Dance is a remarkably singular art form, unique both in its fusion of artistry and athleticism and in its ability to tell a story via movement. The striking quality of dance to evoke emotion and awe is exemplified by Doug Varone and Dancers, a venerated New York City contemporary dance company that is currently in its 32nd year. The group performed at the Frances Daly Fergusson Dance Theater in Kenyon Hall on Sunday, Oct. 7, at 7 p.m., in an event that was open to all Vassar students and the greater Poughkeepsie community.
Doug Varone and Dancers is highly distinguished internationally, having performed in more than 125 cities in 45 states across the United States and in Europe, Asia, Canada and South America. The company is also revered across various stages, including opera, theater and concert arenas. Varone’s works are admired by audiences for their electrifying energy and breathtaking complexity.
Vassar Professor and Chair of Dance Stephen Rooks introduced the show. Rooks described what makes Doug Varone’s choreography so compelling, explaining, “His works for me are not only technically proficient, but they also have a great subtext and story lines. There’s a lot of humanity in his works…you’re able to relate on many different levels to the human experience…that’s, for me, very satisfying.”
The show featured four of Varone’s works, including “The Possession Quartet” (1994), “Epilogue” (World Premiere, 2018), “Strict Love” (1994) and “Lux” (2006). The pieces varied in terms of style and tone, but all shared Varone’s trademark ferocity. Alexandra Ashworth ’22 found the structure of the show to be effective, explaining, “I really enjoyed how the four pieces were all different, but intertwined.”
The favorite piece among viewers seemed to be “Strict Love,” which sharply contrasted with the wordless instrumentation of the other numbers by featuring a radio-broadcasted medley of pop songs by Diana Ross and The Jackson Five. Tomás Meade ’22 identified the number as the standout piece, stating, “The radio part…I thought that was really interesting. It caught me off-guard—at first, I thought they played the wrong music. It definitely mixed it up.”
Meade attended the performance as part of his Beginning Modern Dance class. Rooks explained why he requires his students to attend, commenting, “We’re in a unique place in that we have close proximity to New York, and any time we have a company come up, it kind of expands and enhances the information [the students] are getting about dance by having the chance to see a professional company, especially at the level of Doug Varone.”
Ashworth is also a student of Rooks, and she found the performance to be immensely inspiring and beneficial to her development as a dancer. She stated, “It’s really important, especially when you’re in a beginner dance class, to actually see people doing the things that you’re doing on an elevated level … so you can see, if you are someone who wants to pursue dance, that if you put in enough consecrated effort that you could reach such an accomplished level. Also, the movements of their bodies were so beautiful, and to see that as an example is really helpful when you’re learning.”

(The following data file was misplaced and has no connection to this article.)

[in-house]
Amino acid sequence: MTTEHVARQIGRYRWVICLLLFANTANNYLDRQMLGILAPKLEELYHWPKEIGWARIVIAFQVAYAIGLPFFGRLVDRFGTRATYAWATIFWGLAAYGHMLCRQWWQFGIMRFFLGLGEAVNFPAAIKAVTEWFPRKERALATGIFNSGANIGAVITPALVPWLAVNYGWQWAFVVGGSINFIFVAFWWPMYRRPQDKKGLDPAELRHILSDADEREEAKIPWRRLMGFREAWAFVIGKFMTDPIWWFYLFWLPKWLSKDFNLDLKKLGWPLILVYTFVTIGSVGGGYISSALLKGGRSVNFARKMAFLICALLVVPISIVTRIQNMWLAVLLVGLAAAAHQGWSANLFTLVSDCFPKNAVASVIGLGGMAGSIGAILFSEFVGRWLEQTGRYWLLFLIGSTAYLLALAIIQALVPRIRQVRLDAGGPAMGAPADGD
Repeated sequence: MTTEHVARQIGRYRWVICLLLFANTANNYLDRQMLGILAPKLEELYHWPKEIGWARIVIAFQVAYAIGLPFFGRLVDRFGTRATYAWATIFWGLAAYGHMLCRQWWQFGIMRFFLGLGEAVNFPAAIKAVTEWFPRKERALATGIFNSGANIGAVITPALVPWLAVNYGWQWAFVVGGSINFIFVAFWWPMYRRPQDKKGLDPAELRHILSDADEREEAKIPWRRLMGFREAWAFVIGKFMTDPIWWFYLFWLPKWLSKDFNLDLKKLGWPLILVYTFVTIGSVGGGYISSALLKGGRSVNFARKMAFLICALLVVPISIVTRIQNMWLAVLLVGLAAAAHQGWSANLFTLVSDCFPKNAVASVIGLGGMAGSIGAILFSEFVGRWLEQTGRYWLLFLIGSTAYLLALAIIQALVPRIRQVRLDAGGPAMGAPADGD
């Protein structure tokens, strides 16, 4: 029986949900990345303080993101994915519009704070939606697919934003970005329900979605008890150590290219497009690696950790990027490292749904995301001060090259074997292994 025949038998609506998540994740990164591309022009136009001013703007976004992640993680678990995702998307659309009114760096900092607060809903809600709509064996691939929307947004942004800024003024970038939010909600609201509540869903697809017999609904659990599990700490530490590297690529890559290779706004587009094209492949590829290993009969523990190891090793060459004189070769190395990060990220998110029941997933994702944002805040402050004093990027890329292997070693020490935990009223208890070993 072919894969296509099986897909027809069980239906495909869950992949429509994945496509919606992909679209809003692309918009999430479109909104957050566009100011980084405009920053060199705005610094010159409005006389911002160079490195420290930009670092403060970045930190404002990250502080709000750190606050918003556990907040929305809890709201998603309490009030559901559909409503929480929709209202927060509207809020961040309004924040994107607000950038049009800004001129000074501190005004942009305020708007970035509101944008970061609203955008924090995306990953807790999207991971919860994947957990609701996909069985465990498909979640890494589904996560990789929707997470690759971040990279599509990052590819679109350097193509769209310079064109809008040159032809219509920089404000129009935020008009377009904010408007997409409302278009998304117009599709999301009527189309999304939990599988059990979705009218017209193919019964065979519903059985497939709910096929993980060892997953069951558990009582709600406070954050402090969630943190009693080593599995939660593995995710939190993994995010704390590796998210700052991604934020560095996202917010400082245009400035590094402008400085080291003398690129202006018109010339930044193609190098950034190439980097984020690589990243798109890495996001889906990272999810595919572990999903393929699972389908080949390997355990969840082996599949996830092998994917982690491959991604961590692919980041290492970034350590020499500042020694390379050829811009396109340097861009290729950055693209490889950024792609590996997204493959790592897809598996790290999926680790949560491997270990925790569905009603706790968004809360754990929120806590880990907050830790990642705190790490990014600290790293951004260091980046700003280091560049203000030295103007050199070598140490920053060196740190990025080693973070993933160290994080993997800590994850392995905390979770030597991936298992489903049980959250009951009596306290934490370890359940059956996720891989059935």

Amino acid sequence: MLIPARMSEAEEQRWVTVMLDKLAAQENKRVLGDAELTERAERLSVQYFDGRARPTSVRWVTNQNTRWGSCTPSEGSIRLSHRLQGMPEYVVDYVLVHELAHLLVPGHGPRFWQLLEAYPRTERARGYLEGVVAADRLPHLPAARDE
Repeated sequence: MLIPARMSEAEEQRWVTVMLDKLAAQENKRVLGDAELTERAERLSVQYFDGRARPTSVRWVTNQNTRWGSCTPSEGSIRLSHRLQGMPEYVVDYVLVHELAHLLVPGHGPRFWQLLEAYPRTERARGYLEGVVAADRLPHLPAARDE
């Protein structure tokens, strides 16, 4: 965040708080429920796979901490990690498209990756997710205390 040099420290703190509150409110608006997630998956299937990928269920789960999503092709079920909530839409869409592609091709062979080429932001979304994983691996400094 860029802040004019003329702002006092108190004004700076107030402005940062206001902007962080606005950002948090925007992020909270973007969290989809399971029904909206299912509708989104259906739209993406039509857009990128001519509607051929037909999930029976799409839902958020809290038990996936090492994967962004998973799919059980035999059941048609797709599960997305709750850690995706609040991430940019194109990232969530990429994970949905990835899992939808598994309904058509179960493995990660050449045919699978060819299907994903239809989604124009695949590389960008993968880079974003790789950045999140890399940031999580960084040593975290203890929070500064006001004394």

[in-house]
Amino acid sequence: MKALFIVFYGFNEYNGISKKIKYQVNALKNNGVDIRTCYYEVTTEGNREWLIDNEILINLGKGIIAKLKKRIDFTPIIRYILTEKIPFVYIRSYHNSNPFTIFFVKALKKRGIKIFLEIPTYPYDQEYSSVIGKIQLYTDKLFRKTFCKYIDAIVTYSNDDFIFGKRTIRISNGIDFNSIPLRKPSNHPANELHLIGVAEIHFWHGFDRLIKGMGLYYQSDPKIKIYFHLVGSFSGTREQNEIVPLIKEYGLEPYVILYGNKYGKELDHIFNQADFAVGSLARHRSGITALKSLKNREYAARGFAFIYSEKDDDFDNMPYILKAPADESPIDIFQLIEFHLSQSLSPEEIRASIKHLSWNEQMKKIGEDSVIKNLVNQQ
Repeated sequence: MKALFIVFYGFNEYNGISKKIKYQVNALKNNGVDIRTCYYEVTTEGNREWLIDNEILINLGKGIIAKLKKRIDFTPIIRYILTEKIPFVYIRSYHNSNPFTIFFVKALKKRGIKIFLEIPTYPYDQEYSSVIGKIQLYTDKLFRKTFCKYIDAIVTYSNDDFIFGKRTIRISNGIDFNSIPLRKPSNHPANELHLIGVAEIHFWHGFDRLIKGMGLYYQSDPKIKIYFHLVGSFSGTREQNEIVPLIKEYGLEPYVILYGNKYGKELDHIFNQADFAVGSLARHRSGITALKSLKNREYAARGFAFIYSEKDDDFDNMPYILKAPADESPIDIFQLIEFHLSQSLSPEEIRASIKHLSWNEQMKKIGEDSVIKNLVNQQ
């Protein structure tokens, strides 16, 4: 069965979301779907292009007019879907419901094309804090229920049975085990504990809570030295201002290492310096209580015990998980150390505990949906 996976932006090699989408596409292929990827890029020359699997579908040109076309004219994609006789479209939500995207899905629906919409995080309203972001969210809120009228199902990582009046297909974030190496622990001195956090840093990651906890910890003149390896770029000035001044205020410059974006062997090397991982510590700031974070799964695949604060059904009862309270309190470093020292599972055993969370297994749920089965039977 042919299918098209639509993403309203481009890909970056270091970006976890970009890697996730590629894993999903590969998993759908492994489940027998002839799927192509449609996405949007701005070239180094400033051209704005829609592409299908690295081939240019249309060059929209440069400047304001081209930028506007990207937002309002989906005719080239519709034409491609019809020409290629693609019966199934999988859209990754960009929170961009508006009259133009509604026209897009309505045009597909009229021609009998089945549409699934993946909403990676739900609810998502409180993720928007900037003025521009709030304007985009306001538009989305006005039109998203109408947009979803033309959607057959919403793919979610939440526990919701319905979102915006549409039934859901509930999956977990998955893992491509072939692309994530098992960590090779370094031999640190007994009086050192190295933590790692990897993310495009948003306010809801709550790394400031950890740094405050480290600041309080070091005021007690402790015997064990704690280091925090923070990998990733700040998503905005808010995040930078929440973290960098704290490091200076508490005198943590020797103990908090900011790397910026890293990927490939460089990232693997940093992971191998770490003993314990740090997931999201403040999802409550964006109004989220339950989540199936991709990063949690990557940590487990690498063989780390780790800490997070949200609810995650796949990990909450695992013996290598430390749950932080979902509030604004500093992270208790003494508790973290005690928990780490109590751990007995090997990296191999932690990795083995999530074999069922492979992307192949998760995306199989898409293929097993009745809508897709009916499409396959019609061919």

Although this was Doug Varone and Dancers’ first full performance at Vassar, the company previously interacted with the Dance Department in other ways. Years ago, the group conducted a master class with Vassar students featuring excerpts from their pieces. Rooks commented on this experience, stating, “[It was a class that] sparked interest in…doing a more formal presentation.” He elaborated on the personal significance of the class by stating that, “To date, [this is] one of the most satisfying experiences that I’ve had as a teacher here with a professional group, in the sense that Doug Varone is by nature very generous, and his classes have that kind of atmosphere, too…that always stuck with me.”
The Vassar Repertory Dance Theater also has a history with Varone’s work. In the past, VRDT adapted Varone’s piece “Chapters from a Broken Novel.” Rooks described the work as brilliant and commented on how it approaches complex topics such as isolation and bullying. Rooks conveyed that the great successes of both the workshop and the repertory work prompted his desire to culminate the experiences in the form of a full performance.
Vassar’s Dance Department aims to bring at least one professional company to campus per year. Past guests include Ballet X, Daniil Simkin from American Ballet Theatre and Alvin Ailey II. These visits take place both in the form of full performances and master class workshops, the latter of which are open to intermediate dancers. The 2018-19 workshops include a class by Doug Varone, as well as a ballet class with Martine van Hamel, a flamenco class with Rebecca Tomas and a Gaga workshop with Amy Morrow. These spaces provide students with additional opportunities to engage with the world of professional dance.
Viewing the work of Doug Varone and Dancers at Vassar proved to be a valuable experience for dancers and non-dancers alike, as all can be moved by witnessing the prowess and artistry of such dedicated performers. Rose Zhang ’19 described the show as an immersive, thrilling experience: “It’s so impressive how they control their bodies, and their freedom and flexibility … I could feel the energy, like I was a part of it.”